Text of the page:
The media coverage of the chaos in Egypt is a real eye-opener. I have witnessed a full spectrum from good reporting to random remarks from hacks.
I am pleasantly surprised to witness the performance by a CNN anchor that now has my respect as a reporter. I admit, I gave up on CNN a long time ago but in times of international crisis, the cable network does lead on real time and on the ground reporting. So, I tuned in yesterday and continued on from there. Today I give big props to Jonathan Mann. Stellar performance behind the anchor desk. If you don't see the contrast between his interviews and questioning and that of others with pronounced agendas, then you aren't paying attention. That's all there is to say.
I heard Mann say that it appears to be coming true, that belief of former President George W. Bush, that all people long for freedom. He noted that the Bush initiatives in Iraq and the Middle East certainly appear as though they are coming forward, long after he is now out of office. It is a bitter pill to be swallowed by the hateful left in this country to cede any credit to George W. Bush. History will not look kindly upon those who fought Bush at every turn and intensified the downward cycle of political discourse as they did so.
Contrast that with this entertainer masquerading as a pundit with his own show:
From the man who worked for President Jimmy Carter and now works for MSNBC:
Good evening. I`m Chris Matthews in Washington.
"Leading off tonight: Unrest in Egypt. Proving the Iraq war wasn`t needed, these protests in Egypt, as well as in Yemen and Tunisia, are all aimed at dictators supported by the U.S. The demonstrations have not yet turned anti-American, but they could. These are the events the Bush administration hoped to encourage by lying about weapons of mass destruction and invading Iraq. A live report from Richard Engel at the scene coming up. And we`ll stay on this story throughout the hour as events warrant"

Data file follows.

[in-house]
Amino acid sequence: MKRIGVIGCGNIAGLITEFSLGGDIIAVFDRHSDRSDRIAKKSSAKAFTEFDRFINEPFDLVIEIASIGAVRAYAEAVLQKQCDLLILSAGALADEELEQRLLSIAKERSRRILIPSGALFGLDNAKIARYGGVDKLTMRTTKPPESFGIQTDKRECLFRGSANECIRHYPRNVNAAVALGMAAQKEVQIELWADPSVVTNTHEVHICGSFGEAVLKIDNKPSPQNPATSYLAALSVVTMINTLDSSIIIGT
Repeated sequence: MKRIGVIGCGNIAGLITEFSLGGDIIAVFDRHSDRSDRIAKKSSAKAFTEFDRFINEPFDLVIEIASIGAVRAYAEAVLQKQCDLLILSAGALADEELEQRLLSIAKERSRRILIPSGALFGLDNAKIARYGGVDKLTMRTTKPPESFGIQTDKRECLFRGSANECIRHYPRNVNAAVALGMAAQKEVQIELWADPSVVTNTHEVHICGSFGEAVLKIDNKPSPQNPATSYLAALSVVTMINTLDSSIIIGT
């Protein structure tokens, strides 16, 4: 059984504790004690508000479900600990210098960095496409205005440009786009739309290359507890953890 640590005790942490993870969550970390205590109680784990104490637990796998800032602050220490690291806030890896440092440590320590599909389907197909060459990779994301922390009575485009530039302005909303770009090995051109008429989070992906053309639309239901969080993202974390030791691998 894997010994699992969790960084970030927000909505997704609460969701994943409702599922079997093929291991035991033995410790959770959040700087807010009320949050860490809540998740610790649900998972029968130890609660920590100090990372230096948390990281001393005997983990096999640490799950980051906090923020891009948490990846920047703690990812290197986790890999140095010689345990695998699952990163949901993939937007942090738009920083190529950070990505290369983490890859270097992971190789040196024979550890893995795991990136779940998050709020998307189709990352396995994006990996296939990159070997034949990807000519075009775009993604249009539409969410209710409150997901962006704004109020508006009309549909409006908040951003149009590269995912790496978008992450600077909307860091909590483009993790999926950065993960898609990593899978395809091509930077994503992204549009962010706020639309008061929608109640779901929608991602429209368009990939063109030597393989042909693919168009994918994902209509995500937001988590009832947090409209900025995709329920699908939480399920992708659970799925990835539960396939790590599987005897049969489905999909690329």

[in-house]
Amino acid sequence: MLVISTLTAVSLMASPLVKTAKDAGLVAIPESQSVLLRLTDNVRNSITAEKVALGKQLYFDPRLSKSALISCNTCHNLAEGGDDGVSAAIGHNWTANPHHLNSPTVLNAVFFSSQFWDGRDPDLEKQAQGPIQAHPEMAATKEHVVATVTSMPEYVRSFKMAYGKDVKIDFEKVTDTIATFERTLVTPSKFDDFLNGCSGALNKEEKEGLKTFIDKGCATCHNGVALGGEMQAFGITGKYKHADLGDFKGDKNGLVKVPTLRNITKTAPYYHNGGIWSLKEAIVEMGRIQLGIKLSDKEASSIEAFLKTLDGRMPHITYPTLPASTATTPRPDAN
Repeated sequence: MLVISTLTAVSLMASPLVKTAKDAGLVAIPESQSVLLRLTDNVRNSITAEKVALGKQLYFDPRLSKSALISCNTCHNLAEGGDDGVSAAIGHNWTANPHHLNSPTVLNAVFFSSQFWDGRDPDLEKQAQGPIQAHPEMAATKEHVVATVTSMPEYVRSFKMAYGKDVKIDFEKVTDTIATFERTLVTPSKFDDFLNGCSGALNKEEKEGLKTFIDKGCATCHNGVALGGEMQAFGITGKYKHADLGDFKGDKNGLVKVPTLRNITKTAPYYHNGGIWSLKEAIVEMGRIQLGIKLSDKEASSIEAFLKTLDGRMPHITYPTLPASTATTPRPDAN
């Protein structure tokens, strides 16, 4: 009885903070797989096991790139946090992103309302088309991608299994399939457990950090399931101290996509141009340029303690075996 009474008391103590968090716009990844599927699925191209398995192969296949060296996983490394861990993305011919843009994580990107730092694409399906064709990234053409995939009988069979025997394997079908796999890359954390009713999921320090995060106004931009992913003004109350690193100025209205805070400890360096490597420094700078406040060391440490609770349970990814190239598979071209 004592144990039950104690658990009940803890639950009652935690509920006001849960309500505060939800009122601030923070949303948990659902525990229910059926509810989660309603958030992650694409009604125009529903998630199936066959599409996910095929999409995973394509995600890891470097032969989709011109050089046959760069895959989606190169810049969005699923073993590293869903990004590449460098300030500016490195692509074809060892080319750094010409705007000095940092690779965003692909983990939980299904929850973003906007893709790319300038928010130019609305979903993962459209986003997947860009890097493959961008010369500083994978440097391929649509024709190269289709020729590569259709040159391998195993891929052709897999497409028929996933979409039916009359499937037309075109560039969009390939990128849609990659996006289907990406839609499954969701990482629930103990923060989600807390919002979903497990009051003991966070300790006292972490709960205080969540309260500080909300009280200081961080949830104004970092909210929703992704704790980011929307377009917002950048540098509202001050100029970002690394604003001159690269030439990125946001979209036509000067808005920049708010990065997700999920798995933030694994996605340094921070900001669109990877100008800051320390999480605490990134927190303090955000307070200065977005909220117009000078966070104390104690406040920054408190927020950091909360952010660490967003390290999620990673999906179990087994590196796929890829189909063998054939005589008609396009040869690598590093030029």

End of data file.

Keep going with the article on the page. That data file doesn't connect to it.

This is why his show is so low in the ratings. He is such a hyper-partisan hack that he can't report honestly on anything having a political bent, which are the only stories he brings to his show. He is still re-hashing the "lie" of the weapons of mass destruction though it is abundantly clear that every politician and world leader believed the same intelligence reports. He would like to keep it all on the shoulders of George W. Bush. Matthews is not worthy of any audience at all.
It can, in fact, be argued that it was Secretary of State Condi Rice's speech in Cairo in 2005 that planted seeds of change in Egypt. At the time she was taken to task for speaking truth to power - that it was not always such a wise decision to back dictators in the Middle East for the sake of continuity, for the sake of staying with whom you know. Administrations - both Republican and Democratic - have done so for decades. Supporting the known versus supporting the emergence of the unknown in leadership is bound to backfire eventually. You may remember the much hyped speech delivered in Cairo by Barack Obama was slobbered over by his adoring press but criticized by the citizens of Cairo at the time. While Rice brought intellectual heft in her foreign policy speeches, Obama brought the attitude and words of an American apologist.
The role of social media is spotlighted for importance again, as it has in previous uprisings on the international scene. Currently, I am following the Twitter updates from an Egyptian blogger: http://twitter.com/#!/Sandmonkey
Facebook pages are springing up to deliver information and grown support for demonstrations here in America and around the world. Internet service has been shut down in Egypt but reports now are that cell phone service is available.